Aromatherapy in Nursing Practice

Tuesday, 8 July 2008: 3:55 PM
Zhenyu Zhou, RN, RMN, BHSc(Nursing) , Department of Nursing, Institute of Mental Health/Woodbridge Hospital, Singapore, Singapore

Learning Objective 1: discuss the current knowledge of aromatherapy in nursing practice.

Learning Objective 2: identify directions for future research.

Background.Aromatherapy is one of the fastest growing and widely used complementary and alternative medicine (CAM) therapies in the world today. Nurses use aromatherapy both in their working and private life for many purposes. Many researches provided much evidence in the area. However, there is little clear indication about the use of aromatherapy.

Aims.This paper critically evaluates the current knowledge of aromatherapy and provides supportive evidences for nurses to incorporate aromatherapy into practice.

Search strategy.Databases include Journals@Ovid Full Text, Ovid Medline, EBSCO, Google and Yahoo were used to search for articles. Search terms such as “aromatherapy”, “aroma”, “essence oil”, “complementary therapy” and “alternative therapy” were used. The search was not limited to nursing journals. Only original English research paper and review papers published from 1990 to 2007 were included. Papers were excluded if the sample size was too small (less than 20) or lack of detailed description.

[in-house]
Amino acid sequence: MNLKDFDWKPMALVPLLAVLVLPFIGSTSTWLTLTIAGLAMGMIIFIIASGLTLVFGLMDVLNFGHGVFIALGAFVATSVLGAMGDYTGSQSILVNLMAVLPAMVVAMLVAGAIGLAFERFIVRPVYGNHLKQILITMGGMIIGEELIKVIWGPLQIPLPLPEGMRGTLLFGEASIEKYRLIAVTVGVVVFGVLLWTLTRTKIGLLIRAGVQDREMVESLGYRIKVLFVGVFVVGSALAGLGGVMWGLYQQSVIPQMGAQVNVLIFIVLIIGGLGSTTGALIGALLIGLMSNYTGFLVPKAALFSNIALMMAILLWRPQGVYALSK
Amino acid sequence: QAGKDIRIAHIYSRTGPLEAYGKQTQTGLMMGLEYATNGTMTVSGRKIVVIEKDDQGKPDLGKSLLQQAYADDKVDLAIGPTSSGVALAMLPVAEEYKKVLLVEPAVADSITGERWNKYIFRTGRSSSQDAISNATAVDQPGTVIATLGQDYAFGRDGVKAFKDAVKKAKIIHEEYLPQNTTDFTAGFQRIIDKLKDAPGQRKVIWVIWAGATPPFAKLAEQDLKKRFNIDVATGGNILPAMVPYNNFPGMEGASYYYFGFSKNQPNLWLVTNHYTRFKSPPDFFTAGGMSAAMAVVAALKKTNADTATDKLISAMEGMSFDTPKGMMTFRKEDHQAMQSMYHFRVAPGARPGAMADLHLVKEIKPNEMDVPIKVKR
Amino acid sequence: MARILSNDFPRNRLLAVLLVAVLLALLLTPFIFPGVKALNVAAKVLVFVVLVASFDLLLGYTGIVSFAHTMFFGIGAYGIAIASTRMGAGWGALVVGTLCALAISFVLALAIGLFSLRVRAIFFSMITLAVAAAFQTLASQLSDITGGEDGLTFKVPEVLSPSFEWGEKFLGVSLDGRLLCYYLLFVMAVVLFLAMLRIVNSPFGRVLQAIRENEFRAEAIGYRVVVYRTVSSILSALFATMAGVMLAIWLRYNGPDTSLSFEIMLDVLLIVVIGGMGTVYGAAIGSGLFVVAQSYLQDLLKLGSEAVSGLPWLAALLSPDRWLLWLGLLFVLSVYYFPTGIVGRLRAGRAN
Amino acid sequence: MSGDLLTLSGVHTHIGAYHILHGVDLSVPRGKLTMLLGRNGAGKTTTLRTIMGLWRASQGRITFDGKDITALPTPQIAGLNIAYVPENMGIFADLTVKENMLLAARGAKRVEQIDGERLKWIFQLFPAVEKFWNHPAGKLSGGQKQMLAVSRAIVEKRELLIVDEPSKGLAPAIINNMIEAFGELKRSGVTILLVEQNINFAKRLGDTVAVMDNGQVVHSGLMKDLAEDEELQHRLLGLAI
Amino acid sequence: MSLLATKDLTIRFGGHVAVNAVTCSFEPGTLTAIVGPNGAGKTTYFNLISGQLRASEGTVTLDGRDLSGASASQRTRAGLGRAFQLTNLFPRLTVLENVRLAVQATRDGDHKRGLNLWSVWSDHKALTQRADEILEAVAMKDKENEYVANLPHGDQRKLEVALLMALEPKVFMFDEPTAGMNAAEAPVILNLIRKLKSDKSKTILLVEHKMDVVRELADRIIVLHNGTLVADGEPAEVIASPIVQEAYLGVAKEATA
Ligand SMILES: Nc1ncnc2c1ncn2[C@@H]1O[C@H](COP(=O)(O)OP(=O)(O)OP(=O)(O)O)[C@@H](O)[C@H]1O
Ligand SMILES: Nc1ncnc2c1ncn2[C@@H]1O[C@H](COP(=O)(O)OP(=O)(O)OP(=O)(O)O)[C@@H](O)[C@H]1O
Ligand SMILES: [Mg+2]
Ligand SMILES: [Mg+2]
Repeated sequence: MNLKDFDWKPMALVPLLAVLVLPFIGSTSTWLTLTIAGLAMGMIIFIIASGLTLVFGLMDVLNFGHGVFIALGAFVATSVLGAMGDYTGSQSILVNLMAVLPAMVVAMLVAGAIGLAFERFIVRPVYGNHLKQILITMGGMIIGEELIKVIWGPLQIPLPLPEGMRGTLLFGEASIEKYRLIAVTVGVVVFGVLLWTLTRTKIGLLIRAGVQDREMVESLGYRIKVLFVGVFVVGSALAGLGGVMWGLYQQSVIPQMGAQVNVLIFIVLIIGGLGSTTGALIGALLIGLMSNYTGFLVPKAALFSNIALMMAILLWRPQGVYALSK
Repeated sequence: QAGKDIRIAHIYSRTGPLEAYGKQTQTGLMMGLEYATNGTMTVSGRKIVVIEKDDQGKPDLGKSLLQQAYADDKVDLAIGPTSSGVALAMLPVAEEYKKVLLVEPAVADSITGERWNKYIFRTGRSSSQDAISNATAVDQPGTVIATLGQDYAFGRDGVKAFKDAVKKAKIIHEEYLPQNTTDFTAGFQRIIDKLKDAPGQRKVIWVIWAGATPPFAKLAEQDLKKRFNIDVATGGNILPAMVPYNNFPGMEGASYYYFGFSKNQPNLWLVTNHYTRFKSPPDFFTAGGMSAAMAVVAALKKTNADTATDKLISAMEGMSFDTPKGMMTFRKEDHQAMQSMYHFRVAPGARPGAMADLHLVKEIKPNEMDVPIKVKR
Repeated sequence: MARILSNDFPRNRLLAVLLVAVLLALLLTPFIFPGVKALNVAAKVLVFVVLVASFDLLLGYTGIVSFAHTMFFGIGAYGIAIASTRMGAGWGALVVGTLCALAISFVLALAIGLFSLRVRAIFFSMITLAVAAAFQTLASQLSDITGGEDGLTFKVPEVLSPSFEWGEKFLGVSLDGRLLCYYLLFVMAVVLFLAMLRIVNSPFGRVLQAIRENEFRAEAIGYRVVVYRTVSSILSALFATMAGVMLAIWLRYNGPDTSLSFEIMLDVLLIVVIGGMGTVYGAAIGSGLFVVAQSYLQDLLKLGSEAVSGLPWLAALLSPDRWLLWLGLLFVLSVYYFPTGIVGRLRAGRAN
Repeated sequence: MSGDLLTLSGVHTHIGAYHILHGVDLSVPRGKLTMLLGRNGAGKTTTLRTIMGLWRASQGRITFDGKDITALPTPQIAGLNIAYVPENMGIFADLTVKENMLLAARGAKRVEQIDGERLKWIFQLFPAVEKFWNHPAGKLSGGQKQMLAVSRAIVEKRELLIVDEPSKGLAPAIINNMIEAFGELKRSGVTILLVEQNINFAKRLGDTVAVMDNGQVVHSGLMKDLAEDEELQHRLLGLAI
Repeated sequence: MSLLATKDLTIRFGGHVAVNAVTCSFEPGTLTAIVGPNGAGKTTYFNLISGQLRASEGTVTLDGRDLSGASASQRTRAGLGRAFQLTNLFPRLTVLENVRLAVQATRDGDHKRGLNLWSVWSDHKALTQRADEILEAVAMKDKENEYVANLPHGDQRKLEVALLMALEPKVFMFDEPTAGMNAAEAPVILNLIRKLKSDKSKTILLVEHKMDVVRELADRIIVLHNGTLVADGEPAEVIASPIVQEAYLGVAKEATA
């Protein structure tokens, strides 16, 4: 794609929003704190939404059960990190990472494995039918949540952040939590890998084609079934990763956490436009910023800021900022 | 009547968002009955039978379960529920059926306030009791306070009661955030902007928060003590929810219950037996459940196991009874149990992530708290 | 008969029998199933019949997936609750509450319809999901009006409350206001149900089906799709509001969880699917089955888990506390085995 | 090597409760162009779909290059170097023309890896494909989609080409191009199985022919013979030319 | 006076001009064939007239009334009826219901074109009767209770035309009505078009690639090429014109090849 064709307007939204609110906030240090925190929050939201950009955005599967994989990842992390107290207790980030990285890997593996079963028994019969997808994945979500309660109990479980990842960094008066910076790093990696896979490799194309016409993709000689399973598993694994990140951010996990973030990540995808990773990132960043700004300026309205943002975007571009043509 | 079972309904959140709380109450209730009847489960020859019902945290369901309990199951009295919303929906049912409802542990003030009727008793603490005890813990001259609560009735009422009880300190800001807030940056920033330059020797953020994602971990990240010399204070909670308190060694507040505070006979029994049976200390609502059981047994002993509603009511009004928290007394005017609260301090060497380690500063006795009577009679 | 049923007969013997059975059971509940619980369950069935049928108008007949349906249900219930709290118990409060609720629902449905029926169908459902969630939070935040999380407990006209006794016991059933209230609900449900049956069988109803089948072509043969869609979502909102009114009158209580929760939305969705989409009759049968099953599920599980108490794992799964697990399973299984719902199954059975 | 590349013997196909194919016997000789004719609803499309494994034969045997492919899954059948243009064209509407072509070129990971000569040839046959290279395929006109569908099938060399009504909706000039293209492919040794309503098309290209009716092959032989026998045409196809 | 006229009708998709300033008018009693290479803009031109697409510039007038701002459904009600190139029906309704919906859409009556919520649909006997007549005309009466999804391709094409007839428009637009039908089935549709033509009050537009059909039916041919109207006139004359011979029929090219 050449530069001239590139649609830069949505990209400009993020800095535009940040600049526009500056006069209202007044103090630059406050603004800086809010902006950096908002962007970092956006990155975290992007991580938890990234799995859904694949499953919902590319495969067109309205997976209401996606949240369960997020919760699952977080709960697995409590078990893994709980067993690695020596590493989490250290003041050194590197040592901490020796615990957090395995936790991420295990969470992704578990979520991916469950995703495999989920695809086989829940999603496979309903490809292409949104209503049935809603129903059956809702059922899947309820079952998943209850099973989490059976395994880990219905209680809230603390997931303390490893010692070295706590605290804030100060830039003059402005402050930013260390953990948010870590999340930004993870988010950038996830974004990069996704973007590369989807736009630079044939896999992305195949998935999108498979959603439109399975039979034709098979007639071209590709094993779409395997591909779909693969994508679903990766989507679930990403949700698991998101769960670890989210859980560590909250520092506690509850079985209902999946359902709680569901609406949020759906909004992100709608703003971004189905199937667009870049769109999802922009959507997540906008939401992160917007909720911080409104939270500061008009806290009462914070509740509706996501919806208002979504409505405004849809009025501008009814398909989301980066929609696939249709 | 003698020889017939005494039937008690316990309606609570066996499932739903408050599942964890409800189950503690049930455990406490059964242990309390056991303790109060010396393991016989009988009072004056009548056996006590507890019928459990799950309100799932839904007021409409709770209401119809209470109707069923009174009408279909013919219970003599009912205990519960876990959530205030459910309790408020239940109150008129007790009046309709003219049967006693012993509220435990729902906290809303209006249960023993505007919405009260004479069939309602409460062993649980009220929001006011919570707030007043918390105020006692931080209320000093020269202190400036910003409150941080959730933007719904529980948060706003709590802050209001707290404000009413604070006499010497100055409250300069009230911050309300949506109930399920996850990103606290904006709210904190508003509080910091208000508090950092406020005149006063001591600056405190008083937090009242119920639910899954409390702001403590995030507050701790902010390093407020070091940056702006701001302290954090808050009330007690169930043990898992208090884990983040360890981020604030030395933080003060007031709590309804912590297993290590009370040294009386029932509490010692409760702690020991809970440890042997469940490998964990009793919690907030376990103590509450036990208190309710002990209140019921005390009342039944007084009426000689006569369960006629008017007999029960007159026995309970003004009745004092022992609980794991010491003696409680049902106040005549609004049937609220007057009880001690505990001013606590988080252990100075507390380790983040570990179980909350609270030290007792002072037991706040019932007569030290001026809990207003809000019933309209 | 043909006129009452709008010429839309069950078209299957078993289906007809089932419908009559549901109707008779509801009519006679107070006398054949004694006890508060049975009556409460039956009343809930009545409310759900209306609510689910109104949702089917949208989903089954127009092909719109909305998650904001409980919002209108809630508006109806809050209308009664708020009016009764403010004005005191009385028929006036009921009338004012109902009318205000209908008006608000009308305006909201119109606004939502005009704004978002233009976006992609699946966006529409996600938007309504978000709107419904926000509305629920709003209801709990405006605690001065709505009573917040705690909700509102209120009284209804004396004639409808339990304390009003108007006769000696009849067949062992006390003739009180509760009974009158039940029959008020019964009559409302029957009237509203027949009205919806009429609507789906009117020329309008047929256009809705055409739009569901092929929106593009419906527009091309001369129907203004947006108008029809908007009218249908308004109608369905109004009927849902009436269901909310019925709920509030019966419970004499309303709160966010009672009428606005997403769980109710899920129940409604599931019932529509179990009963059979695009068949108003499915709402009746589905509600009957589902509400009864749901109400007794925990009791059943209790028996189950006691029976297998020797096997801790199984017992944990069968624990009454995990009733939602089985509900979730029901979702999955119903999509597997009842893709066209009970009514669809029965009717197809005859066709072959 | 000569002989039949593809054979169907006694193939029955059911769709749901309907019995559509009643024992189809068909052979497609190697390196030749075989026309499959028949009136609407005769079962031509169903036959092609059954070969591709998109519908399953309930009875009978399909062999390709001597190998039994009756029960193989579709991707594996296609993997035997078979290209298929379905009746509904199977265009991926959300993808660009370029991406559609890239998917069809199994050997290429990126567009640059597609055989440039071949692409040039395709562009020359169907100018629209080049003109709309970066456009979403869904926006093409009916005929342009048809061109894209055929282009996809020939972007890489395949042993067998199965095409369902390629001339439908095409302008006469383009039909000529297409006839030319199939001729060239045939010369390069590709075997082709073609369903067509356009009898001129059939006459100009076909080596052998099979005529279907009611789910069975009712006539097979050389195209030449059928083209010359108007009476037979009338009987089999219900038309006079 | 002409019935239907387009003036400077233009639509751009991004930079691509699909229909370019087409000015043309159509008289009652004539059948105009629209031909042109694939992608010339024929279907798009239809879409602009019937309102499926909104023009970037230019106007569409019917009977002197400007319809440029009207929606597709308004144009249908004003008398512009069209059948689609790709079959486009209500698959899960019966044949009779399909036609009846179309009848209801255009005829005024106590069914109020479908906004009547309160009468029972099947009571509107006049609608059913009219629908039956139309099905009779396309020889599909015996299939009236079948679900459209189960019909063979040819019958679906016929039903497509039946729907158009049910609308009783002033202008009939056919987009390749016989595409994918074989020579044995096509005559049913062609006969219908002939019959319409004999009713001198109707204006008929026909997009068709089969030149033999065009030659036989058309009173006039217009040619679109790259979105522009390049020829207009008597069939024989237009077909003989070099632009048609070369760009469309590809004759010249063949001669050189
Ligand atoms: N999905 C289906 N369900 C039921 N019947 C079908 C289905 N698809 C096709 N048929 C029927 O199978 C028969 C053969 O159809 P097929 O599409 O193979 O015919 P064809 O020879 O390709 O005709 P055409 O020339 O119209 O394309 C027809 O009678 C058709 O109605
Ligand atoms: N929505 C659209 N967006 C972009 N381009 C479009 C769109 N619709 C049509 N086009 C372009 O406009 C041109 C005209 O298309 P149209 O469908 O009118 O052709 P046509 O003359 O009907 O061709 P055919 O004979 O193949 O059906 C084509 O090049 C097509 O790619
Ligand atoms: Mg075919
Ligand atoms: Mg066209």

Results/Findings.Over 200 articles were retrieved from the electronic databases. These include both qualitative and quantitative research papers. Preliminary results show that most aromatherapy was delivered through inhalation or massage. Aromatherapy enhanced relaxation, reduced anxiety and promoted sleep, especially for the elderly. It helped people to feel invigorated or rejuvenated, depending on the types of oil used. Some studies stated that aromatherapy only had transient effect. While other studies revealed massage had better effect than inhalation in reducing anxiety level and pain, but more research are required to support these therapeutic claims.

Conclusion.Aromatherapy promote relaxation and reduce anxiety. More encouragingly, aromatherapy appears to be without the adverse effects of many conventional drugs. However, there is a need for more large scaled, well-designed, randomized control trial (RCT) research to provide more detailed scientific evidence. Nurses need to be more initiated to analyze, investigate and evaluate the knowledge about aromatherapy before transforming it into clinical practice.